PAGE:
Among several lakes seriously affected by human disturbance, the MMI value of Sihai Lake, Sanwang Lake, Hongzi Lake, and Zhenzi Lake were similar, while that of Qianzi Lake was significantly lower. From the land use type around the lakes, we were able to see that the human activities around Sihai Lake, Sanwang Lake, Hongzi Lake, and Zhenzi Lake mainly consisted of cultivation and grazing, and there were no large-scale urban and industrial lands. Qianzi Lake is not only surrounded by agricultural land, but there are also four villages and one city. There are many types of urban land that may be the cause of this serious impairment to its ecosystem.
The MMIs and TLIs of Chagan Lake, Yueliang Lake, and Haernao Lake were all at the same level, which indicated that they were very similar in terms of either ecosystem health or water quality. However, Etou Lake and Xinmiao Lake, which had the same TLIs as Chagan Lake, Yueliang Lake, and Haernao Lake, had much higher MMI values and better biological integrity. For Etou Lake, this is because it is located in the core area of the Momoge Wetland, which is an experimental area in a national nature reserve with many wetlands and abundant aquatic plants. The surrounding land use types are wetlands and grasslands. Although the Etou Lake is slightly eutrophic, it still showed high biological integrity and a relatively healthy ecosystem. This indicates that the physical and chemical indicators alone are not sufficient to assess the health of the lake ecosystem. This is one aspect of the MMI that makes it better than other methods of assessment.

5. Conclusions

The research on MMI in the Northeast of China is still in its infancy. Therefore, such studies still need to be improved in terms of the method of collecting macrobenthic samples and improving the applicability of MMI. In the next step, we will explore more macrobenthos collection methods and tools, and try to find a more suitable method for our research region. Due to long-term human activities in the study region, it is difficult to find truly distributed lakes. Most lakes have a certain degree of nutrient enrichment. In the research of MMI around the world, the selected core indicators were different. The same core indicator system has not been found in different regions, and even the most commonly used total number of taxa and the number of EPT taxa were different. This study found that the biomass and diversity of macrobenthos in lake sediments dominated by fine sands and gravels were extremely low and the growth of aquatic vegetation had a positive impact on the biological integrity of macrobenthos. The above results show that a single chemical index or a single point of biological index cannot describe the health of the complex lake ecosystem, which is the superiority of MMI.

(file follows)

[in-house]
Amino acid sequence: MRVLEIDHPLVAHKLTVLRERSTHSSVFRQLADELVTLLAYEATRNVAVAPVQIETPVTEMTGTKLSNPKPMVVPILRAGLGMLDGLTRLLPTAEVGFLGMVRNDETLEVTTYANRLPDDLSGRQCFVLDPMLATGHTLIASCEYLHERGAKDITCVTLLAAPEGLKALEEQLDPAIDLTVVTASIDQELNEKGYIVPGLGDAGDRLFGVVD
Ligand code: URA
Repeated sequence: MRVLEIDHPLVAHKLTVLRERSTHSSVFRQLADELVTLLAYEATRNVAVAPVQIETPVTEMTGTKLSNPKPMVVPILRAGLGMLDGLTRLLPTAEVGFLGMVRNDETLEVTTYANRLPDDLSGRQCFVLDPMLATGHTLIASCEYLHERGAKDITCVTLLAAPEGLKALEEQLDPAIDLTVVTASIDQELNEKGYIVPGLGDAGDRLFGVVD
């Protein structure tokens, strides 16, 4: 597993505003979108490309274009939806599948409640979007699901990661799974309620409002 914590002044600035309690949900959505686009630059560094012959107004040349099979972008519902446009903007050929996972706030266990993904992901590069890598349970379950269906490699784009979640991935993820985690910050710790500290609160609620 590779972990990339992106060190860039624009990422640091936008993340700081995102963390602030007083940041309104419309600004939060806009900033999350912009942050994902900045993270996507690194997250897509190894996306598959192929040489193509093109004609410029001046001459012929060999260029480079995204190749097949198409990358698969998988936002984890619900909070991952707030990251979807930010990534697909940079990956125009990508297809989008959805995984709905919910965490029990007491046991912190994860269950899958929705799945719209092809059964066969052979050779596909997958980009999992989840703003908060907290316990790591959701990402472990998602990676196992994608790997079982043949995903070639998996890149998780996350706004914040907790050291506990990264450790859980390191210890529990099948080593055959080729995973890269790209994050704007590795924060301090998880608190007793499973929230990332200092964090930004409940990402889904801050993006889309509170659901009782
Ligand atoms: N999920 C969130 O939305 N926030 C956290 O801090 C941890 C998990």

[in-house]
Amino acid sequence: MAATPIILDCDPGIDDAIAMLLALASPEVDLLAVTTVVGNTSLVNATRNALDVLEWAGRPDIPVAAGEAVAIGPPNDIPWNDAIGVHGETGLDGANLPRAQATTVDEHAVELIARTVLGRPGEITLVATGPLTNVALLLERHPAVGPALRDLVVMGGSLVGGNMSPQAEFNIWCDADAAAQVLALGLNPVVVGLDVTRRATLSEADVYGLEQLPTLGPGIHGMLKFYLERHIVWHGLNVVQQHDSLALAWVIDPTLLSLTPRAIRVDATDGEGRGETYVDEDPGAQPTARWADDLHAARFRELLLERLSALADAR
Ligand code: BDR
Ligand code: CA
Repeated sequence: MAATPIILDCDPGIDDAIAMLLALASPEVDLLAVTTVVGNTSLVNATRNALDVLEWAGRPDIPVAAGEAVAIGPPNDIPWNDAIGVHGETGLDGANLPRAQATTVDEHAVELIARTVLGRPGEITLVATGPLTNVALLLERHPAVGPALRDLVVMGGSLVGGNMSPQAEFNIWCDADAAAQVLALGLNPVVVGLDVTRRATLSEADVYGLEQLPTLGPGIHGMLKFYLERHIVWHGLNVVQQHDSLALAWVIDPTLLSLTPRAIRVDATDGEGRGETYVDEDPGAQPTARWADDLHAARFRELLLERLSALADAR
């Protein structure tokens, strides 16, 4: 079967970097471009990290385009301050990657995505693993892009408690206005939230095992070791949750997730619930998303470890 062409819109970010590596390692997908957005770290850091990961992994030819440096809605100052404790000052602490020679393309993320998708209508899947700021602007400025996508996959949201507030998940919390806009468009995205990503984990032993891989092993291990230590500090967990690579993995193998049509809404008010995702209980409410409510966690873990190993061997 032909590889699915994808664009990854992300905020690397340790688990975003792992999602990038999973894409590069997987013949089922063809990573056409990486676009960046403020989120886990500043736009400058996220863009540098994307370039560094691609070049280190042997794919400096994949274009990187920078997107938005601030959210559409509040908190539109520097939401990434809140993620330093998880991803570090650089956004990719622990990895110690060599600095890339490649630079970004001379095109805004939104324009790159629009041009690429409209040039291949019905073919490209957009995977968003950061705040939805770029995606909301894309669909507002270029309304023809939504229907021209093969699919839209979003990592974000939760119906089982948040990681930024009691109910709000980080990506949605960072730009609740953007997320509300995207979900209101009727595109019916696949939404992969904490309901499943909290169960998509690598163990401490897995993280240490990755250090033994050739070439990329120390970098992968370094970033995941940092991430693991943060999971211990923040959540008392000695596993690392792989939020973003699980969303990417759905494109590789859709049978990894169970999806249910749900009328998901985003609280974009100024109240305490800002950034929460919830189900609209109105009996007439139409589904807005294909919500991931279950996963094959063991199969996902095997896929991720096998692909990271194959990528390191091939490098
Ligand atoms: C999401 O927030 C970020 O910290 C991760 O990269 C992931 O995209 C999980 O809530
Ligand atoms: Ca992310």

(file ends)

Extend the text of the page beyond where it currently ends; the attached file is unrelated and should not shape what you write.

The research results showed that MMI could effectively characterize the impact of human disturbance on the macrobenthos community in lakes, thereby reflecting the health of the lake ecosystem, and the results of the test lake inspection MMI also confirmed this conclusion. The degradation of lake ecosystem is affected by many factors, including the surrounding land use type, growth of aquatic plants, and pollution caused by human activities. This study showed that the use of macrobenthos as an assessment tool could effectively assess the health of the lake ecology and identify the strength of human disturbance. However, it could not clearly show the degree of influence by a single factor. It is necessary to continue research in this direction in the future. We will also assess whether the MMI constructed in this study can be applied to lakes in nearby areas with similar geographic conditions, and further improve this model through the accumulation of more data.

Author Contributions

Conceptualization, Y.-f.D. and S.-j.S.; methodology, Y.-f.D. and Z.-y.L.; software, Y.-f.D. and Z.-y.L.; validation, Y.-f.D. and J.F.; formal analysis, Y.-f.D.; investigation, Y.-f.D., Z.-y.L., and D.Z.; resources, Y.-f.D., S.-j.S., and P.C.; data curation, Y.-f.D.; writing—original draft preparation, Y.-f.D.; writing—review and editing, S.-j.S., J.F., and Y.-f.D.; visualization, P.C. and D.Z.; supervision, J.F. and S.-j.S.; project administration, Z.-y.L. and P.C.; funding acquisition, S.-j.S. and P.C. All authors have read and agreed to the published version of the manuscript.


This research was funded by the National Natural Science Foundation of China, grant number 31670469.

Institutional Review Board Statement

Not applicable.

Informed Consent Statement

Not applicable.

Data Availability Statement